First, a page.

Friday, December 30, 2011

Forgotten Books: First Flight -- Edited by Damon Knight

"In a sense, the whole history of modern s.f. is contained in these ten first stories," says Damon Knight in his introduction. And who am I to argue with Damon Knight? All I know is that we should all be so lucky as to write a story anywhere nearly as good as these at any time in our careers.

It won't surprise you to learn that of the ten, eight first appeared in Campbell's Astounding. (The Anderson appeared in Space Science Fiction, and the Aldiss in Nebula Science Fiction.) This is another one of those books that anybody who's interested in the history of the genre should own, and cheap copies abound on the 'Net for those of you who'd like to own one (if you don't already).

3 comments:

Todd Mason said...

Actually, it was the Budrys that first appeared in Lester Del Rey's magazine SPACE SCIENCE FICTION...though Budrys would certainly go on to be a major star of ASTOUNDING. Kind of interesting to note who had and who hadn't published much fiction (or nonfiction) before these first sf items...Sturgeon had published mysteries, Van Vogt "true confessions," I can't imagine that was de Camp's first publication of any sort...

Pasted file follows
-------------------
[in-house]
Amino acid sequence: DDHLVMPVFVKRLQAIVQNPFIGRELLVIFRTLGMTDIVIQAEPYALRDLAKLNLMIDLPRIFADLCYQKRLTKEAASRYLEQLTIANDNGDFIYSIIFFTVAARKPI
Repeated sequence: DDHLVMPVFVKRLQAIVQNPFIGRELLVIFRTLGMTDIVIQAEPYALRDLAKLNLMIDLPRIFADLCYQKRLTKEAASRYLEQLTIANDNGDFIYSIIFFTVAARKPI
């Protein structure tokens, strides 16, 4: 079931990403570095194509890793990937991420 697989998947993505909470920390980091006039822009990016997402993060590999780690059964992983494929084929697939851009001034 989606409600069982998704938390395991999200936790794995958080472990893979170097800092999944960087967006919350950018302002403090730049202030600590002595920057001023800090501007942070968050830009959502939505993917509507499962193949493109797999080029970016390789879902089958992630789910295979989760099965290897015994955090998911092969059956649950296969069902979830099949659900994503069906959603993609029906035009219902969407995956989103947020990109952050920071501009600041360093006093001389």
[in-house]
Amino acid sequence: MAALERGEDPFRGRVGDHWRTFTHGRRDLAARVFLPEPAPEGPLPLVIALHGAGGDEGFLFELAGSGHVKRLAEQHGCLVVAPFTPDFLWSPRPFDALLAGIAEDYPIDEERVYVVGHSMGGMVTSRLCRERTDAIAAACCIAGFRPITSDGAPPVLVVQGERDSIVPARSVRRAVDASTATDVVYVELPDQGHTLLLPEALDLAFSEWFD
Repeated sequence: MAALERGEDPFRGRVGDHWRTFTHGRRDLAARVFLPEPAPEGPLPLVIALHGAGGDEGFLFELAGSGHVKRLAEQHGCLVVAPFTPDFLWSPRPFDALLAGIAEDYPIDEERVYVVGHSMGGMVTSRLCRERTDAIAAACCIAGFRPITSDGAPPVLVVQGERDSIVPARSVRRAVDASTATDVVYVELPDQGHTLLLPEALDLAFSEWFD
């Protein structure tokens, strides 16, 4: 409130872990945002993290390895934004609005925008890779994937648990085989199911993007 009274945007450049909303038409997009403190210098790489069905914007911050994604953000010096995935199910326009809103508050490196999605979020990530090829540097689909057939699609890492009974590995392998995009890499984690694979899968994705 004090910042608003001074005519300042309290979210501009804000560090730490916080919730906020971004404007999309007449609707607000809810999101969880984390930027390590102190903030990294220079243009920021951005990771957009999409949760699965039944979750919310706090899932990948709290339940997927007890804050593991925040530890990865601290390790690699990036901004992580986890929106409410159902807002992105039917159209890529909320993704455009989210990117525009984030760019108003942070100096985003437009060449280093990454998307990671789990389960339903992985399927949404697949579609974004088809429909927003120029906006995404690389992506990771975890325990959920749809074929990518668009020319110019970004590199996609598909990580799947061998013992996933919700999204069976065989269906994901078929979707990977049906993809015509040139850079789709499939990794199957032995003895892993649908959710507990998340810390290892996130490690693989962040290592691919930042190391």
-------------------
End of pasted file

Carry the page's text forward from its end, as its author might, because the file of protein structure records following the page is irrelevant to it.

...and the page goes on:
Todd Mason said...

Also, I'll have to ask around as to why F. N. Waldrop was credited as co-author of Anderson's "Tomorrow's Children" in its initial publication (in ASTOUNDING and also in first reprints) but not here nor in THE BOOK OF POUL ANDERSON...

zybahn said...

I went through a brief science fiction faze in my teens, mostly in the short form, & I credit this book for it. A few days during a steaming summer heat wave, when my best friend was on a trip with his family, I sat in the cool basement reading the expanded version of First Flight. My version included nearly twice as many stories, including Cordwainer Smith's "Scanners Live in Vain" and Edgar Pangborn's "Angel's Egg." I later learned that there was another expanded version with a few more stories. I suppose you can keep expanding upon this theme ad infinitum.